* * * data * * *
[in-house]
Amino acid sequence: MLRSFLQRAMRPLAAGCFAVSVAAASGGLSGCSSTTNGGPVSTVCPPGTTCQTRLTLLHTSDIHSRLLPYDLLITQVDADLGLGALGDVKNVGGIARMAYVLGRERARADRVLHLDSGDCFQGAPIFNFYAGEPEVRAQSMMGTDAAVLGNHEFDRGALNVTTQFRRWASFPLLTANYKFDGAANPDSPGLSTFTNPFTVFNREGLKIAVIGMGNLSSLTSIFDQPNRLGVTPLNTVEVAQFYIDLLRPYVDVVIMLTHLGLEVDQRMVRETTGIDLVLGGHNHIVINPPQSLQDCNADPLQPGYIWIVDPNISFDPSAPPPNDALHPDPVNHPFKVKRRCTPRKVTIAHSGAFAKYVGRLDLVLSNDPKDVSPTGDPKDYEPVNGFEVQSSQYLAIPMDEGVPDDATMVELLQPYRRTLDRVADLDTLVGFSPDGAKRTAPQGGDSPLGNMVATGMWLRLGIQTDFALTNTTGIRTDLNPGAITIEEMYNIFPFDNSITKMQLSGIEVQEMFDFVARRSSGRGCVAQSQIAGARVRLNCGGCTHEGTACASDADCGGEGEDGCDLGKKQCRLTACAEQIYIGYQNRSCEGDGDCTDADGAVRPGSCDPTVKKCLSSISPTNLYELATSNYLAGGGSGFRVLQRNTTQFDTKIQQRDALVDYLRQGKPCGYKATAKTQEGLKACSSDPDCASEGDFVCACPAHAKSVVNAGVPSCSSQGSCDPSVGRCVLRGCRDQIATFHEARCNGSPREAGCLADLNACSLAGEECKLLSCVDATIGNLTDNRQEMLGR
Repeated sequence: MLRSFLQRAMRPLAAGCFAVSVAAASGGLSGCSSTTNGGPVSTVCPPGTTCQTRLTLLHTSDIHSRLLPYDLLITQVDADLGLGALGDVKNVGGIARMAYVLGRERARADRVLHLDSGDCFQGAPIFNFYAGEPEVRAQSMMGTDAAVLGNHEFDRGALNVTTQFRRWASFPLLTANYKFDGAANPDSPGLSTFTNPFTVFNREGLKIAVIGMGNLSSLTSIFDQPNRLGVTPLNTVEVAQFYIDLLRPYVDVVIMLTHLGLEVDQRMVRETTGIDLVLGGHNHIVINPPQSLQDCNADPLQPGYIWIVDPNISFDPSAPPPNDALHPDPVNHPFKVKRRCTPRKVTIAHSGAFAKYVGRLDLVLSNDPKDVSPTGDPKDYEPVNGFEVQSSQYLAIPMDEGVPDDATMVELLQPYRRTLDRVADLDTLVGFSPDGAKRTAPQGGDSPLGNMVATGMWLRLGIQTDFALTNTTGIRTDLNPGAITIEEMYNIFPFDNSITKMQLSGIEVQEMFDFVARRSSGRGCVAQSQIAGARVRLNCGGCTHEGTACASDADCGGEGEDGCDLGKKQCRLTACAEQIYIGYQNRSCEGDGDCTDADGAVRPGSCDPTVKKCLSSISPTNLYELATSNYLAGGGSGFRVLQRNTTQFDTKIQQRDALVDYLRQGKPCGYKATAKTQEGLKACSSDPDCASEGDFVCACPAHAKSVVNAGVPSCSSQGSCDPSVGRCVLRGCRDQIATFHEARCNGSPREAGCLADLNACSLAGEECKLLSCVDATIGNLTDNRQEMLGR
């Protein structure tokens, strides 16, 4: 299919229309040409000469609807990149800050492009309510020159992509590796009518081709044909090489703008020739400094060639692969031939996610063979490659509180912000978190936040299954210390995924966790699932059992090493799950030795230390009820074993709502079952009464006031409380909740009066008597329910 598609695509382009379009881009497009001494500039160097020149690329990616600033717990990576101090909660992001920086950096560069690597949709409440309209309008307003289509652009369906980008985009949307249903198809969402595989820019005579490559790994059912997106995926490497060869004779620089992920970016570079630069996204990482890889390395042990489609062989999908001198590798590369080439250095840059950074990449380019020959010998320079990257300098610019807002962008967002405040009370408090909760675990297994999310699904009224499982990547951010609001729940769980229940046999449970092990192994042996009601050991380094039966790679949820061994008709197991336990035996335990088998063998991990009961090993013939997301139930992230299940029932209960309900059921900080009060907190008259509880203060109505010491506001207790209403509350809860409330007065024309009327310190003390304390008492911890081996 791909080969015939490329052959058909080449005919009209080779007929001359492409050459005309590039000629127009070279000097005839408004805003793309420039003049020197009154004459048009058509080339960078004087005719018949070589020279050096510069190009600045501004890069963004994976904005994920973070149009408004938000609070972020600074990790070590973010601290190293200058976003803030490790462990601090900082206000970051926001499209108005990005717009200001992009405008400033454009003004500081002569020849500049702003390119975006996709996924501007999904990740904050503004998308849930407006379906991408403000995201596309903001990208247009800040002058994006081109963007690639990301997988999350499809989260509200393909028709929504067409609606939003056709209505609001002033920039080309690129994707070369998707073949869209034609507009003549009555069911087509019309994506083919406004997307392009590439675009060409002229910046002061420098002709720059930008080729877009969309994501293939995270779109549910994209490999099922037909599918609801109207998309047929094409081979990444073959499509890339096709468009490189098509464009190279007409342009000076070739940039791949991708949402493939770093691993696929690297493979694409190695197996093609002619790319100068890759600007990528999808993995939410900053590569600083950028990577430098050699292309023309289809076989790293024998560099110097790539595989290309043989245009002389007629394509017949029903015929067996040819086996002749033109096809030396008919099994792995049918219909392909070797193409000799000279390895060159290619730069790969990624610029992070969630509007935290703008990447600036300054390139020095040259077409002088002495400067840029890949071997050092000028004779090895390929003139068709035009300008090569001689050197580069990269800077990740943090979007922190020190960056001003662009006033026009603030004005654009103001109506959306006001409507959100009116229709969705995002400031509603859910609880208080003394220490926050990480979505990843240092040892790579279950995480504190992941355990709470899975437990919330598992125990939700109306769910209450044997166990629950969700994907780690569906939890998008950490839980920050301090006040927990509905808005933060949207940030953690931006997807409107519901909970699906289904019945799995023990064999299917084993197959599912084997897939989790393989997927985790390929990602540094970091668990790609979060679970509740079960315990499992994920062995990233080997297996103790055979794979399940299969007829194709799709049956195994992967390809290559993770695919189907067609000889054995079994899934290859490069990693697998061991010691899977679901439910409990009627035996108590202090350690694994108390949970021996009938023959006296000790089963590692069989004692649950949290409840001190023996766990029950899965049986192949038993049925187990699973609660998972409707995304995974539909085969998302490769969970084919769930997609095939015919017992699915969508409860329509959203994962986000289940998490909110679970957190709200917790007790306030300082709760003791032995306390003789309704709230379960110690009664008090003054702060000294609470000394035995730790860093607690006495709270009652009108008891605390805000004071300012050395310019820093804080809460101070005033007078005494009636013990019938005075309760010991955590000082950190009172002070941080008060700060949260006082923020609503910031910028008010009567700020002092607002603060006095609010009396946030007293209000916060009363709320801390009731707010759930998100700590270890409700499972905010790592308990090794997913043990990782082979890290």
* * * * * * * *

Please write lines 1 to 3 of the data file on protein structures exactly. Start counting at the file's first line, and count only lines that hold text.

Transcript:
[in-house]
Amino acid sequence: MLRSFLQRAMRPLAAGCFAVSVAAASGGLSGCSSTTNGGPVSTVCPPGTTCQTRLTLLHTSDIHSRLLPYDLLITQVDADLGLGALGDVKNVGGIARMAYVLGRERARADRVLHLDSGDCFQGAPIFNFYAGEPEVRAQSMMGTDAAVLGNHEFDRGALNVTTQFRRWASFPLLTANYKFDGAANPDSPGLSTFTNPFTVFNREGLKIAVIGMGNLSSLTSIFDQPNRLGVTPLNTVEVAQFYIDLLRPYVDVVIMLTHLGLEVDQRMVRETTGIDLVLGGHNHIVINPPQSLQDCNADPLQPGYIWIVDPNISFDPSAPPPNDALHPDPVNHPFKVKRRCTPRKVTIAHSGAFAKYVGRLDLVLSNDPKDVSPTGDPKDYEPVNGFEVQSSQYLAIPMDEGVPDDATMVELLQPYRRTLDRVADLDTLVGFSPDGAKRTAPQGGDSPLGNMVATGMWLRLGIQTDFALTNTTGIRTDLNPGAITIEEMYNIFPFDNSITKMQLSGIEVQEMFDFVARRSSGRGCVAQSQIAGARVRLNCGGCTHEGTACASDADCGGEGEDGCDLGKKQCRLTACAEQIYIGYQNRSCEGDGDCTDADGAVRPGSCDPTVKKCLSSISPTNLYELATSNYLAGGGSGFRVLQRNTTQFDTKIQQRDALVDYLRQGKPCGYKATAKTQEGLKACSSDPDCASEGDFVCACPAHAKSVVNAGVPSCSSQGSCDPSVGRCVLRGCRDQIATFHEARCNGSPREAGCLADLNACSLAGEECKLLSCVDATIGNLTDNRQEMLGR
Repeated sequence: MLRSFLQRAMRPLAAGCFAVSVAAASGGLSGCSSTTNGGPVSTVCPPGTTCQTRLTLLHTSDIHSRLLPYDLLITQVDADLGLGALGDVKNVGGIARMAYVLGRERARADRVLHLDSGDCFQGAPIFNFYAGEPEVRAQSMMGTDAAVLGNHEFDRGALNVTTQFRRWASFPLLTANYKFDGAANPDSPGLSTFTNPFTVFNREGLKIAVIGMGNLSSLTSIFDQPNRLGVTPLNTVEVAQFYIDLLRPYVDVVIMLTHLGLEVDQRMVRETTGIDLVLGGHNHIVINPPQSLQDCNADPLQPGYIWIVDPNISFDPSAPPPNDALHPDPVNHPFKVKRRCTPRKVTIAHSGAFAKYVGRLDLVLSNDPKDVSPTGDPKDYEPVNGFEVQSSQYLAIPMDEGVPDDATMVELLQPYRRTLDRVADLDTLVGFSPDGAKRTAPQGGDSPLGNMVATGMWLRLGIQTDFALTNTTGIRTDLNPGAITIEEMYNIFPFDNSITKMQLSGIEVQEMFDFVARRSSGRGCVAQSQIAGARVRLNCGGCTHEGTACASDADCGGEGEDGCDLGKKQCRLTACAEQIYIGYQNRSCEGDGDCTDADGAVRPGSCDPTVKKCLSSISPTNLYELATSNYLAGGGSGFRVLQRNTTQFDTKIQQRDALVDYLRQGKPCGYKATAKTQEGLKACSSDPDCASEGDFVCACPAHAKSVVNAGVPSCSSQGSCDPSVGRCVLRGCRDQIATFHEARCNGSPREAGCLADLNACSLAGEECKLLSCVDATIGNLTDNRQEMLGR